The toxic fumes from cruise liners sailing into the Grand Harbour would only get worse in the coming weeks as more ships arrived during the hot summer season, conservationists warned on Tuesday.
Experts working with BirdLife and German NGO Nabu said they had collected data on emissions from four vessels berthed inside the harbour in recent weeks. They expected this to get much worse at the peak of the tourist season when the island could welcome as many as seven cruise ships at the same time.
“These ships contribute to the already critical levels of air quality in Malta,” the NGOs said.
Vessels in Maltese waters have to comply with EU directives
The statement comes just days after The Sunday Times of Malta reported on the results of air-quality tests conducted in Malta by the man who blew the whistle on the Volkswagen emissions scandal. Air pollution expert Axel Friedrich found that the air quality around the Grand Harbour was reaching toxic levels 10 times higher than on the island’s most congested roads.
BirdLife said on Tuesday that while progress had been made in reducing emissions from sources like cars and power plants, shipping emissions of nitrogen oxides did not have to be filtered to the same extent.
While those living closest to the port were most affected by ship air pollution, the harmful particles could also be carried several kilometres away, affecting communities far removed from marine traffic, it pointed out.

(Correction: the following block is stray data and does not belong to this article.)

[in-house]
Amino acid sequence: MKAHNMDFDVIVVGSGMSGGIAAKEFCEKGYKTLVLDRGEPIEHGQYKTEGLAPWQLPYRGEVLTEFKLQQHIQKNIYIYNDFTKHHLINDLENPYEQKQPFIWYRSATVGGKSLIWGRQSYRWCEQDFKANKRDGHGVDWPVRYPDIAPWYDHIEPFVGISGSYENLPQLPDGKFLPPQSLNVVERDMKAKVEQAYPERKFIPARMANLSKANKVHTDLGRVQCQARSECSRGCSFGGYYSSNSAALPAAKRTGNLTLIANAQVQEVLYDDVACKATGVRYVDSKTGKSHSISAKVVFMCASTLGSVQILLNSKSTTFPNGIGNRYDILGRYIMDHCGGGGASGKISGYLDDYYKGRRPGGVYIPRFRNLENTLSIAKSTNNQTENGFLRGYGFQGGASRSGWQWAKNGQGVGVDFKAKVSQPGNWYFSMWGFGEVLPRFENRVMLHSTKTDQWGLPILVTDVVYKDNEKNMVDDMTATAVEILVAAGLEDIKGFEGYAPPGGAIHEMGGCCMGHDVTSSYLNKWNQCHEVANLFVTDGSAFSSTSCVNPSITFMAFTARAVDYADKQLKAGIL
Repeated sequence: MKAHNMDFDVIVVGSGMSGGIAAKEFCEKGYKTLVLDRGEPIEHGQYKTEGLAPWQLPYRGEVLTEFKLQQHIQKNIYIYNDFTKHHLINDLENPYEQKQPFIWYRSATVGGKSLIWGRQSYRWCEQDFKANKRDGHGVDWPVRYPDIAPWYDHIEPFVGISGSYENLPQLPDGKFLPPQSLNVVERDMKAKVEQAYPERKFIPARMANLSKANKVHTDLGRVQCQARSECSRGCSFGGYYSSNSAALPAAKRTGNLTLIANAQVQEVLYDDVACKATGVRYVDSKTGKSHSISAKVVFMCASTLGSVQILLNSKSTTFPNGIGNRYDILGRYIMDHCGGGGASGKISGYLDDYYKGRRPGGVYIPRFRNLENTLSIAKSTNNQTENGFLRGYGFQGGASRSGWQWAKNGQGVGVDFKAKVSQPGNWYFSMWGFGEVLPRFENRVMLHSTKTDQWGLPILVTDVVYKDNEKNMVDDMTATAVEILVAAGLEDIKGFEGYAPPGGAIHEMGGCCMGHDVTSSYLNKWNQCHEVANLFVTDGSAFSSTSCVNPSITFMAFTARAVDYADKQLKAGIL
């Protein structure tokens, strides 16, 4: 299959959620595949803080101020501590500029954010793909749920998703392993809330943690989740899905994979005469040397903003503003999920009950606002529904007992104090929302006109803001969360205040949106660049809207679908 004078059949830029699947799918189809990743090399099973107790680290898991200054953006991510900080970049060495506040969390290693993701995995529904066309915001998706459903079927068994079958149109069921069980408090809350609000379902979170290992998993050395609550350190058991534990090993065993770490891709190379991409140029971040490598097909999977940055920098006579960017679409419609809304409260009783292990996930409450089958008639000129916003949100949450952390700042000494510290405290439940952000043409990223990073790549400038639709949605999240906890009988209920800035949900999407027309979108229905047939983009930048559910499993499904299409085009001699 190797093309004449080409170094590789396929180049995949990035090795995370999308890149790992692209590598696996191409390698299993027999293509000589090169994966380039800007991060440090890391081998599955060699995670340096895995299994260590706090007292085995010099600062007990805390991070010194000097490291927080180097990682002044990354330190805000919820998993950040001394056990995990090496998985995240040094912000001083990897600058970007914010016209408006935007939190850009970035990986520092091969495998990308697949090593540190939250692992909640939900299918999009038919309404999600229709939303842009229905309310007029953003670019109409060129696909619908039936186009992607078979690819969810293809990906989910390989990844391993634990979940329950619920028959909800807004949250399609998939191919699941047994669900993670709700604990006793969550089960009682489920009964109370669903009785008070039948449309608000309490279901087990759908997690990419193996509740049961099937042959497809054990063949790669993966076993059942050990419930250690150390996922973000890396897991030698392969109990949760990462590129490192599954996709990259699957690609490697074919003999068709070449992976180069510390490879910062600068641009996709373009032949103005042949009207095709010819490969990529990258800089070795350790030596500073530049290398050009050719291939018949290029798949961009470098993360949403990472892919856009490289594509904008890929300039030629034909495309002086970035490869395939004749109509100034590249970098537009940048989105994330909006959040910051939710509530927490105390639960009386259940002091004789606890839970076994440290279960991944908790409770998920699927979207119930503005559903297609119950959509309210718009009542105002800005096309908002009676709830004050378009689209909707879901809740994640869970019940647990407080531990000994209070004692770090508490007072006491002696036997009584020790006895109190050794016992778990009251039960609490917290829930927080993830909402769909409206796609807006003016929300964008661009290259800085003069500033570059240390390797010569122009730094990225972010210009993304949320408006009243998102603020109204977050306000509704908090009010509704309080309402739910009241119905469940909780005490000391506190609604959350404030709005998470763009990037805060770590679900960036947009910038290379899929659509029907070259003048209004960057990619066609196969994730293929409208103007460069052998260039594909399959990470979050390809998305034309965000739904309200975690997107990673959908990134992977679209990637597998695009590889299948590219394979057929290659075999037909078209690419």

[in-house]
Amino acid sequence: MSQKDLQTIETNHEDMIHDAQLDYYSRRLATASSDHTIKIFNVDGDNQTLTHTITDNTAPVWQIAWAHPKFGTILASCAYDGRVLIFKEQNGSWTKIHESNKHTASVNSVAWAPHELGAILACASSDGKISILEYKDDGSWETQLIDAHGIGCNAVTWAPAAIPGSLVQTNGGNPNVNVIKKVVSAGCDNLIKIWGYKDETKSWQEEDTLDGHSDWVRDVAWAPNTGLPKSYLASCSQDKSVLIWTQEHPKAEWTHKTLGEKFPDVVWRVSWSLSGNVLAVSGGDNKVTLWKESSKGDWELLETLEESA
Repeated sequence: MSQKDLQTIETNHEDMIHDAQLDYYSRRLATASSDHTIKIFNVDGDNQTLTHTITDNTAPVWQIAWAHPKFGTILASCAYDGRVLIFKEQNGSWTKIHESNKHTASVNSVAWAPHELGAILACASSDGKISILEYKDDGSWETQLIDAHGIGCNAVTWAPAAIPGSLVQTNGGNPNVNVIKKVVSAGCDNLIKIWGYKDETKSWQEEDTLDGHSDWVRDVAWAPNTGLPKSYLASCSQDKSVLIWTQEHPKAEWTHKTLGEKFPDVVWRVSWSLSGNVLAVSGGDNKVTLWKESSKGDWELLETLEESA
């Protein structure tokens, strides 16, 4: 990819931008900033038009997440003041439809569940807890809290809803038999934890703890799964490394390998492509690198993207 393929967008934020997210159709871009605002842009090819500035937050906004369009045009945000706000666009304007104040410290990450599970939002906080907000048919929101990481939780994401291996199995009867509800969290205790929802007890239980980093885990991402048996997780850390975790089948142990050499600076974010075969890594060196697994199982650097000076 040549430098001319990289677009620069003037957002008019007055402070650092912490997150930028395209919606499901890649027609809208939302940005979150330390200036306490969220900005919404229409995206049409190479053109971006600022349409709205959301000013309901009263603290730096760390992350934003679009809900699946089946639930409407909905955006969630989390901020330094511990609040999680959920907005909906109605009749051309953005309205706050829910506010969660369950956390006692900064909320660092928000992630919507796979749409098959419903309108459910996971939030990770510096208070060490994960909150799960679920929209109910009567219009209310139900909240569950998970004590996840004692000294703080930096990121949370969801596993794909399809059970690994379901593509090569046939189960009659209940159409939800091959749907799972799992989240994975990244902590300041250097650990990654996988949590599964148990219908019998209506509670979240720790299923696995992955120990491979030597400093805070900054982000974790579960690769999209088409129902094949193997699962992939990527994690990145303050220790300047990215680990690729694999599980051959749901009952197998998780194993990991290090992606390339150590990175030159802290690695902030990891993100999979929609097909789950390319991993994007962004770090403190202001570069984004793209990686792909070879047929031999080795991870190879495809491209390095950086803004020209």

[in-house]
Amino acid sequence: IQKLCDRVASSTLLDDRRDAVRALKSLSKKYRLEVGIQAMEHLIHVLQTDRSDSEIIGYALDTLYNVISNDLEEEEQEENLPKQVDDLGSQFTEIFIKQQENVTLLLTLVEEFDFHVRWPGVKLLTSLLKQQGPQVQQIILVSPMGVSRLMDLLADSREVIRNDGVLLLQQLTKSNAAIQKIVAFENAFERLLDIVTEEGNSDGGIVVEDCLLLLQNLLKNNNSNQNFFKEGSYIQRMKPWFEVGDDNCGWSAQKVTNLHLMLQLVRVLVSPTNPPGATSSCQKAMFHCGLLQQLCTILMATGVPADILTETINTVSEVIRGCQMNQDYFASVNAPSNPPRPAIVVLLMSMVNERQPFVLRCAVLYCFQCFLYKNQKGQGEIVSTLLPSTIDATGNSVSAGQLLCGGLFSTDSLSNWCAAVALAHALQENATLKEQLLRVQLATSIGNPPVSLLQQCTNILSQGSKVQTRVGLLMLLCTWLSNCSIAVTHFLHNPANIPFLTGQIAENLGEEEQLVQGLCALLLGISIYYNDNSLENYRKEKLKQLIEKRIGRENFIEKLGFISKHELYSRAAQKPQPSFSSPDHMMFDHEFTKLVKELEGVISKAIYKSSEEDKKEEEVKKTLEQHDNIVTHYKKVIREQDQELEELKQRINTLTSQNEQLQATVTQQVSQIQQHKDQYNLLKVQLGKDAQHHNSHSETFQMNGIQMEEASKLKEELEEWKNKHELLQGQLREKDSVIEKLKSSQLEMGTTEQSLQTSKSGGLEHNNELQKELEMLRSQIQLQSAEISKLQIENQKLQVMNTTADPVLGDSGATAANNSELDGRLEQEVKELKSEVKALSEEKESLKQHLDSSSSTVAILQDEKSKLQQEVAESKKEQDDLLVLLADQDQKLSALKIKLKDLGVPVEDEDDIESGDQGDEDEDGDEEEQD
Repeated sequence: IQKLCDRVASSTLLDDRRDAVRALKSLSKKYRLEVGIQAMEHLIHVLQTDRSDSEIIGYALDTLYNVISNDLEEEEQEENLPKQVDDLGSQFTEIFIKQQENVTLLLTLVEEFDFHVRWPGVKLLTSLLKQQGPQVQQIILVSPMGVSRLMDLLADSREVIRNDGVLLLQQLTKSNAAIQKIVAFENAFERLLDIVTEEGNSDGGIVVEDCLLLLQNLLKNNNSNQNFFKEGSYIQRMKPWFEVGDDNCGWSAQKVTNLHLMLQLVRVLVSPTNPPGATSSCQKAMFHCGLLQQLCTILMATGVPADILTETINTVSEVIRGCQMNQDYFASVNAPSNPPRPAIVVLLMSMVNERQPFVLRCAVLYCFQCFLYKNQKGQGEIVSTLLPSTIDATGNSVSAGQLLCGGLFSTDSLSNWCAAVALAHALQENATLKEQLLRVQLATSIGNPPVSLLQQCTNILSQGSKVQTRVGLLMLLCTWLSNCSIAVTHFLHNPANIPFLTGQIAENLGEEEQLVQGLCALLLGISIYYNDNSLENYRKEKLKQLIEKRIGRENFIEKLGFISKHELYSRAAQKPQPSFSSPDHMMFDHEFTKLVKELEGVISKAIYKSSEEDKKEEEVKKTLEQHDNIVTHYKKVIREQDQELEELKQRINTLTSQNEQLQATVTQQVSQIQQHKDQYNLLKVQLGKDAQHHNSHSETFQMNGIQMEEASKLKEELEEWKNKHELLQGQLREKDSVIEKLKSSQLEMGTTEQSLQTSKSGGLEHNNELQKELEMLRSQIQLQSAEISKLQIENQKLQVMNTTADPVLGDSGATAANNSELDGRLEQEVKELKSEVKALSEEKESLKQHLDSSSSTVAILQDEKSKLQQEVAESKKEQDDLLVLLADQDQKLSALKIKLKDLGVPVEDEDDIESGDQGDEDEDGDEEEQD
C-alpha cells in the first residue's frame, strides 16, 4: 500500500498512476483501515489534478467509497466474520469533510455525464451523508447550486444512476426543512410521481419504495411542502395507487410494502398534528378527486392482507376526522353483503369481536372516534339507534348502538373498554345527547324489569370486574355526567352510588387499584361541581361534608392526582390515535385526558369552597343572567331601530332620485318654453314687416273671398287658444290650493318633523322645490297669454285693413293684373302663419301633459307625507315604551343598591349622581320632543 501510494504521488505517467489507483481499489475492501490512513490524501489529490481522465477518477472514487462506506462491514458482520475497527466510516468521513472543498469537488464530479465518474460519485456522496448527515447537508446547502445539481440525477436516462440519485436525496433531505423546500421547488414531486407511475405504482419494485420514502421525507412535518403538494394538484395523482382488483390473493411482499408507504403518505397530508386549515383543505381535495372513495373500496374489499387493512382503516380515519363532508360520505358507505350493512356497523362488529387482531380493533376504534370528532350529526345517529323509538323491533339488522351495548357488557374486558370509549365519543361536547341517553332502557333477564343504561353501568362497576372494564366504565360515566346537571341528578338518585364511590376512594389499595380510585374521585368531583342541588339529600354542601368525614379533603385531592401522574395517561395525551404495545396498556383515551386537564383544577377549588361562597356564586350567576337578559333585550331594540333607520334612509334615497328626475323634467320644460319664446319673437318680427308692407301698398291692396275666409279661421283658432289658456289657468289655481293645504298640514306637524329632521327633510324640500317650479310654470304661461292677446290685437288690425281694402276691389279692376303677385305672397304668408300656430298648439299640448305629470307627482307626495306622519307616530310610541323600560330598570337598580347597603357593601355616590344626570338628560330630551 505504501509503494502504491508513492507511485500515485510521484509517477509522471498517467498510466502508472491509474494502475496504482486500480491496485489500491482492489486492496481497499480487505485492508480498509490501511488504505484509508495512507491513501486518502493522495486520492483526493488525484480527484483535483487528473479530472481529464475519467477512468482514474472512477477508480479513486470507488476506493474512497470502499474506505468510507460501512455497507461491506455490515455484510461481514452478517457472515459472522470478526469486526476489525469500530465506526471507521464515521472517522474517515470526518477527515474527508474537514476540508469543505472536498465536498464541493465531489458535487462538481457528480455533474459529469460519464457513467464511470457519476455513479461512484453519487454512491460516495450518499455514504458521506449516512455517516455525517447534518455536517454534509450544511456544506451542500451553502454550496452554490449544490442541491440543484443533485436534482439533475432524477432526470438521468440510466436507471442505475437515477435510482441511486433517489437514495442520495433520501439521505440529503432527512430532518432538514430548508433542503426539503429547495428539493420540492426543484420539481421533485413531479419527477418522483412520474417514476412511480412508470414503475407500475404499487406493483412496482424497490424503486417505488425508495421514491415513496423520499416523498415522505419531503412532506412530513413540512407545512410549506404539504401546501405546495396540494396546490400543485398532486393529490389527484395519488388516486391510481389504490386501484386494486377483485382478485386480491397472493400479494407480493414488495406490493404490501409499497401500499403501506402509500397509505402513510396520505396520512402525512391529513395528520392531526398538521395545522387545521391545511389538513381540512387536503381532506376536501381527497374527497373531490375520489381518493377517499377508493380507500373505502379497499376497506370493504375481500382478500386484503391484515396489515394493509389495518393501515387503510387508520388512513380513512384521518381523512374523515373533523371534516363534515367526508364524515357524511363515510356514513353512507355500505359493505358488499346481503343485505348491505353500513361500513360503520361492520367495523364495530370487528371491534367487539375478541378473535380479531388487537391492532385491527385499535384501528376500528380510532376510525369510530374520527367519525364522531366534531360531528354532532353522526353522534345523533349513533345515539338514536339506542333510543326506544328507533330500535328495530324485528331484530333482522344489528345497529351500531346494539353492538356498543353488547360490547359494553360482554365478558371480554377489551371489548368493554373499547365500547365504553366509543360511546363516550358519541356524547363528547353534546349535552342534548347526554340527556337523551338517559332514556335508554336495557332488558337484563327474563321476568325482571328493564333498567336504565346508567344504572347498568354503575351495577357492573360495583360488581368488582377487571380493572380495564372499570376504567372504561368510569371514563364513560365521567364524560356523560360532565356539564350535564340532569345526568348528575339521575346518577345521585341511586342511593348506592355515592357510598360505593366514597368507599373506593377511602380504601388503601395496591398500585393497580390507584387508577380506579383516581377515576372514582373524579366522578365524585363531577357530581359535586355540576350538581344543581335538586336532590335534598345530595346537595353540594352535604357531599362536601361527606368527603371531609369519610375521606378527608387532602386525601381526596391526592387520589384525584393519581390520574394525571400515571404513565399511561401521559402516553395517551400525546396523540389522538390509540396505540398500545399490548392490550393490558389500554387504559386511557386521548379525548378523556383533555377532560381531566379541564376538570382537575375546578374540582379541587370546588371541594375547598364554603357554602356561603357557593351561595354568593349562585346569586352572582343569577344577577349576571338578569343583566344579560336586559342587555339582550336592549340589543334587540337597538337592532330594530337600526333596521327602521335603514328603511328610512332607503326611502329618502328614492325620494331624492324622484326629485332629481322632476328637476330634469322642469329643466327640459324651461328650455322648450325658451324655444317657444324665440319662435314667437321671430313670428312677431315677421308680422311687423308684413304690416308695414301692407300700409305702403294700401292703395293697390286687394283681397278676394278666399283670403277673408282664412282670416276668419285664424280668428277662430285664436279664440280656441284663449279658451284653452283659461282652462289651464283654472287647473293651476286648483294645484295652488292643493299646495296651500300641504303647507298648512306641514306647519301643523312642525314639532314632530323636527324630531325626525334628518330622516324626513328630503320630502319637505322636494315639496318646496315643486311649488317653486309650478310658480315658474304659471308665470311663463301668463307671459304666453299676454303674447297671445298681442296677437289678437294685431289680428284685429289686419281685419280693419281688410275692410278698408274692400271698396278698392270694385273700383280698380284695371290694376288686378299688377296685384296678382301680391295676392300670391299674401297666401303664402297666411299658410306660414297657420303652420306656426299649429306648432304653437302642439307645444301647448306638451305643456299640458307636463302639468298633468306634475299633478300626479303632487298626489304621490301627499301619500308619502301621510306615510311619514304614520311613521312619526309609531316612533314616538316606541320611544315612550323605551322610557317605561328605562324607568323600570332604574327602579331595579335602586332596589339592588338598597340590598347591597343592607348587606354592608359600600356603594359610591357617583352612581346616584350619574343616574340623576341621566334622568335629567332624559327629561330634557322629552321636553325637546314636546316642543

“Ship emissions affect human health, diminishing the function of lungs and increasing the risk of cardiovascular disease as well as asthma, particularly caused by nitrogen oxides and ultrafine particles,” the wildlife conservationists said.
A government spokeswoman told the Times of Malta all vessels in Maltese waters had to comply with EU directives on sulphur content in marine fuels.
The authorities carried out inspections to ensure compliance with the standards laid down, and fines were imposed if proved such requirements were not met, she added.
Follow-up questions on how many inspections and fines had been issued remained unanswered at the time of writing.
“All vessels seeking permission to enter Maltese waters and ports are asked to declare which fuel they are using and are vetted to ascertain compliance before they sail in,” the spokeswoman added.
She pointed out that if a vessel did not have the correct type of fuel, it would not be allowed to enter port. However, no figures were provided on how many vessels were actually barred entry due to fuel irregularities.
The World Health Organisation last year placed diesel particles in the same carcinogenic category as smoking and asbestos.
The European Environment Agency says 60,000 people die because of shipping and cruise liner emissions every year.
Air pollution in the country has long been on the agenda as the island continues to perform badly in Europe. The European Environment Agency found earlier this year that only Bulgaria, Poland and Greece had dirtier air than Malta.